Chicago by night, a place I have never set foot in outside of the train station by day, was like Manhattan without the trash and the army of blew-suited pigs. Rich whites, drunk and high, trundled along in packs, this being about 9:00 at night. I walked the grid, circling, avoiding two single kangs who were following me. Crossing the river again, I found more unmarked babble buildings, anonymous towers of glass soaring into the misty night.
Some rich gay men veered away from me like I had the plague.
I stopped and saw a young, spry, kang bounding towards me from behind across the head-light streaked street, and put hand to knife and snarled. He bounded back whence he had come.
At this point I realized that though the cops and the Amtrak folk were usually kind to me due to the Teamster clothes, that the look of a retired man burdened by a heavy pack, made the hyena men of Kangdom thirst for the contents of what was surely valuable in that pack, that could be used to throw me down if they got behind me.
I walked on, right hand on knife, left hand pulling my assist chord, kind of stalking. Came two more rich white thirty-something men in suits, giggling like girls, going quiet and staring at me wide-eyed like I was an extinct animal suddenly risen before their eyes.
Then I saw him, an Eastern European man, barrel chested under a fitted suit, smoking a cig, by himself down a dark alley under an anonymous tower of glass. Where to the whites I am a gutter thing and to the kangs I am an opportunity to loot an old overburdened runt, lost in the night, this man seemed different.
I stepped to within three paces of him, stopped, took hand from knife and held my pull straps and asked, “Sir, is the Hilton hotel nearby?”
He dropped his smoke, stepped on it, looking like Igor Vovychin, and nodded to the building the base of which nearly touched his broad shoulder and said, “This is it.”
I walked twenty feet and saw a small red sign in cursive light inset at about ten feet high and invisible from anywhere but on the sidewalk at the foot of the tower of glass.
I stepped inside and a kind African man manned the counter, took my voucher, and gave my the room card for 716. I asked him if there was a place to eat and he said, “A bar around the corner past the elevator.”
The security guard was a small, slow-witted rural man with white uniform and gun who eyed me suspiciously. I found the elevators as my calm nerves started to fray and I shook like a leaf. Five elevators of stainless steel. The first, being the sixth by number, went to the roof.
The three to the right would not open for me or other serfs. I was told by the security guard that these were for the rich people, that I needed to use one of the first two. In I went and pressed the 7th floor button. Nothing. Nothing. I exit 1, thinking it broken and enter 2, and nothing, no lift. This thing would not go. The security guard was looking at me like he had finally found a white man more out of place in Five-Star Chicongo Tower than him.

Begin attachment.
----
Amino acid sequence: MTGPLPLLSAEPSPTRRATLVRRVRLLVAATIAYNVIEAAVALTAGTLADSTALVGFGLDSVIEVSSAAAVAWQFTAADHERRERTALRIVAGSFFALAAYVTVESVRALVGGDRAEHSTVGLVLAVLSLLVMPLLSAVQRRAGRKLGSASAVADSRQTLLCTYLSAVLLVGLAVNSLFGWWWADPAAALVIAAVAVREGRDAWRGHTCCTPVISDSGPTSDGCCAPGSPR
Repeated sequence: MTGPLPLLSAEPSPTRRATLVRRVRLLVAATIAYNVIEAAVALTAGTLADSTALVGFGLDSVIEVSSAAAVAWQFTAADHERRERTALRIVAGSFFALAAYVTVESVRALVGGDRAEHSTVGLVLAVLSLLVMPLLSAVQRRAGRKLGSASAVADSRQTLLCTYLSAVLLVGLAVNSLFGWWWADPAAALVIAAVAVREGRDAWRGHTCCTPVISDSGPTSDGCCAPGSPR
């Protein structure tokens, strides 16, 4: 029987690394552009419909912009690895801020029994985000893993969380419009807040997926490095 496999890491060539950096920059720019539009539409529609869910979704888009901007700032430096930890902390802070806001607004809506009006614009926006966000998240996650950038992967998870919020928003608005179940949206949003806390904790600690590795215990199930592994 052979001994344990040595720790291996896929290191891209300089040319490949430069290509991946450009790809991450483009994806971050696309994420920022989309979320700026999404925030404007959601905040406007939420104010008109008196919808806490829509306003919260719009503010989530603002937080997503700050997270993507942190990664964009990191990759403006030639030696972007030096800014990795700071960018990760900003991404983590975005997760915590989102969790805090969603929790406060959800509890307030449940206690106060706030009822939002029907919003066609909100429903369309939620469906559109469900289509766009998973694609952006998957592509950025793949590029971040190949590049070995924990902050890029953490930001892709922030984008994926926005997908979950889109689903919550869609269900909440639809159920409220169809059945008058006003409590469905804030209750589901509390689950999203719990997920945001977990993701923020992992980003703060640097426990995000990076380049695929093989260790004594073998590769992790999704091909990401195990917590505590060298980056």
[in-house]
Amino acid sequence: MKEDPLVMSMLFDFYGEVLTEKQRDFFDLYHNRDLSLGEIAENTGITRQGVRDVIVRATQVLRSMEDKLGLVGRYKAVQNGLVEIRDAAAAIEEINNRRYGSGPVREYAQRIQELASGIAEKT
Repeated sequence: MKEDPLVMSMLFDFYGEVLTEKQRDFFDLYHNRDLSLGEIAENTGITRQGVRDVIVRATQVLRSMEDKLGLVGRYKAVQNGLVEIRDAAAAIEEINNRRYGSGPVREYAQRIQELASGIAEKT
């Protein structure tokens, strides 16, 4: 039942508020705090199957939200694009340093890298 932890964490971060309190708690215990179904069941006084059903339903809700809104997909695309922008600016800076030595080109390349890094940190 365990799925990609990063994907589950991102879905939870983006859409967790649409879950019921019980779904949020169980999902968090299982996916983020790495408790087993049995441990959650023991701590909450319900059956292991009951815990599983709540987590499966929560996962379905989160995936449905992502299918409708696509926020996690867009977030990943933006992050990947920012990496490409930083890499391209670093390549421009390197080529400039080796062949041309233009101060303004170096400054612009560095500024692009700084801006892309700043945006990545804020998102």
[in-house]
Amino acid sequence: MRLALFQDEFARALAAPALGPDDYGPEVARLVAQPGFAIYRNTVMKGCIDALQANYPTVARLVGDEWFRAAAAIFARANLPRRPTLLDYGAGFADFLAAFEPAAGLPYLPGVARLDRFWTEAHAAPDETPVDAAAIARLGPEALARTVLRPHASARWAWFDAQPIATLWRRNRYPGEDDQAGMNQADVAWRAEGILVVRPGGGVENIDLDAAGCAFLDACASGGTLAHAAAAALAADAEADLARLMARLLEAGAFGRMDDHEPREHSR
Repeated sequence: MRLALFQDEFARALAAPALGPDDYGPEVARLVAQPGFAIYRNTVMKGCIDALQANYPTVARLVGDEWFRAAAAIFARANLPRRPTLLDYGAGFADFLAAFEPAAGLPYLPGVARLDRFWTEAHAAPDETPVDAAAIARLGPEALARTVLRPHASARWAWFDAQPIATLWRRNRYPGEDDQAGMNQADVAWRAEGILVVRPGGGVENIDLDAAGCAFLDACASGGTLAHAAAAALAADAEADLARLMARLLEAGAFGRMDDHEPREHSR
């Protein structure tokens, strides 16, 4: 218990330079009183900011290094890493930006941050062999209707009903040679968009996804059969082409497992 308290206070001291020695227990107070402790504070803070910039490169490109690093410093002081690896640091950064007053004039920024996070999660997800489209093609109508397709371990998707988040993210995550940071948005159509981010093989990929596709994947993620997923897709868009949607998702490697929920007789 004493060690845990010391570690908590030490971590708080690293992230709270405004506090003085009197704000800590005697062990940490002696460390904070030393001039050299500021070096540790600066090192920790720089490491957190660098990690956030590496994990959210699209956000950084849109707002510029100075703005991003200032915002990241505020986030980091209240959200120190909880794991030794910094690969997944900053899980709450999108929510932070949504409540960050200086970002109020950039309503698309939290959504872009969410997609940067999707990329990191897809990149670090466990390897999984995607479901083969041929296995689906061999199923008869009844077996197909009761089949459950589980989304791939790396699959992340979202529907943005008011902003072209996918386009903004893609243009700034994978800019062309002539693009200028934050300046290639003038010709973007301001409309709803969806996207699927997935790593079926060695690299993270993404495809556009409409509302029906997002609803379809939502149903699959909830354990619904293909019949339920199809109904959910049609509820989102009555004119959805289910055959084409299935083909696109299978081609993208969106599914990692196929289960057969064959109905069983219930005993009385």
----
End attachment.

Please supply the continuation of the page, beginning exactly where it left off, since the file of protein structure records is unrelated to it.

A tall, good looking girl, about 35, a five foot eight inch brunette with a 7 face and an 8 pseudo-athletic body stepped in, smiled and soothed, “I know this is confusing sir. You place your card on this panel down here and it lets you operate the elevator.”
I thanked her, she went to floor five, and smiled down over her shoulder, “Have a nice night, sir,” and walked out into the bright hallway.
I ran into a lone young man who had been on the train who tried to befriend me as a fellow white and I blew him off, a demonstration of my bad character and low trust on my small sour part.
I reached the room and was delivered into a remote paradise—the nicest place to sleep I had ever encountered: Kurig cups and machine on the counter, the best shampoos and lotions to shove into my side pouch, a bed that could have slept an extended family. I backed up onto the luggage bench and sat, unhooking my rucksack and turning, intent on a bath and hitting the sack—then I saw the giant TV screen, in weird mazing blue light, proclaiming, “Welcome, James.”
I hate Chicago! I hate this world! It hates me and knows where I am—knows my name!
I needed a drink—well a few, to calm my nerves and get me to sleep so I do not miss the 7:20 train. I had asked the African to give me a wake-up call at 5 A.M.
Downstairs to the bar, for a beer or few I went.
-1. With true American lack of imagination and addiction to mythos, the street names in the area include Franklin and Adams as well.
Kang of da Rails
harm city to chicongo
Closing Time
advent america
america the brutal
shrouds of aryаs
orphan nation
your trojan whorse
the gods of boxing